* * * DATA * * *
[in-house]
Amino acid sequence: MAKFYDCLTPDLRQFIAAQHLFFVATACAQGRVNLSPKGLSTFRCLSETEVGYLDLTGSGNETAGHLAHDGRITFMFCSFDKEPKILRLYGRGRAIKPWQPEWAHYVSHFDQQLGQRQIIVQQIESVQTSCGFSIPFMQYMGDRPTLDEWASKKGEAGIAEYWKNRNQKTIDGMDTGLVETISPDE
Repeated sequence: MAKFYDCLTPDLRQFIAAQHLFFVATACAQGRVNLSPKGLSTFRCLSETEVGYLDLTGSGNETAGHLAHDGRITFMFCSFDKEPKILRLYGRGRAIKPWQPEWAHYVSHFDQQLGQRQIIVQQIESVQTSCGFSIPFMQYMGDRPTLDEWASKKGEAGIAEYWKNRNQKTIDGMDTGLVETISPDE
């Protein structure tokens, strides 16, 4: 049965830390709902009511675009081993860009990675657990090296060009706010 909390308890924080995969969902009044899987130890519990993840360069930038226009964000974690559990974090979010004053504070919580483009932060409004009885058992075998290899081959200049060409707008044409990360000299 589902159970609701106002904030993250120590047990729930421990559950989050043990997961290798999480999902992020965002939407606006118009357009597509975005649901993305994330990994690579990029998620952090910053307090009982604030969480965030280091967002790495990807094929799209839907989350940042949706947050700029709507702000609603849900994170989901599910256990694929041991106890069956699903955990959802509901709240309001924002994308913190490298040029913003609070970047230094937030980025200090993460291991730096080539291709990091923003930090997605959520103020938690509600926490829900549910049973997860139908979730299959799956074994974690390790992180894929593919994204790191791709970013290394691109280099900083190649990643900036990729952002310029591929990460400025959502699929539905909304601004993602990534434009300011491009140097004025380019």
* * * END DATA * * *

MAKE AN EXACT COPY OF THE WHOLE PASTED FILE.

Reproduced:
[in-house]
Amino acid sequence: MAKFYDCLTPDLRQFIAAQHLFFVATACAQGRVNLSPKGLSTFRCLSETEVGYLDLTGSGNETAGHLAHDGRITFMFCSFDKEPKILRLYGRGRAIKPWQPEWAHYVSHFDQQLGQRQIIVQQIESVQTSCGFSIPFMQYMGDRPTLDEWASKKGEAGIAEYWKNRNQKTIDGMDTGLVETISPDE
Repeated sequence: MAKFYDCLTPDLRQFIAAQHLFFVATACAQGRVNLSPKGLSTFRCLSETEVGYLDLTGSGNETAGHLAHDGRITFMFCSFDKEPKILRLYGRGRAIKPWQPEWAHYVSHFDQQLGQRQIIVQQIESVQTSCGFSIPFMQYMGDRPTLDEWASKKGEAGIAEYWKNRNQKTIDGMDTGLVETISPDE
């Protein structure tokens, strides 16, 4: 049965830390709902009511675009081993860009990675657990090296060009706010 909390308890924080995969969902009044899987130890519990993840360069930038226009964000974690559990974090979010004053504070919580483009932060409004009885058992075998290899081959200049060409707008044409990360000299 589902159970609701106002904030993250120590047990729930421990559950989050043990997961290798999480999902992020965002939407606006118009357009597509975005649901993305994330990994690579990029998620952090910053307090009982604030969480965030280091967002790495990807094929799209839907989350940042949706947050700029709507702000609603849900994170989901599910256990694929041991106890069956699903955990959802509901709240309001924002994308913190490298040029913003609070970047230094937030980025200090993460291991730096080539291709990091923003930090997605959520103020938690509600926490829900549910049973997860139908979730299959799956074994974690390790992180894929593919994204790191791709970013290394691109280099900083190649990643900036990729952002310029591929990460400025959502699929539905909304601004993602990534434009300011491009140097004025380019």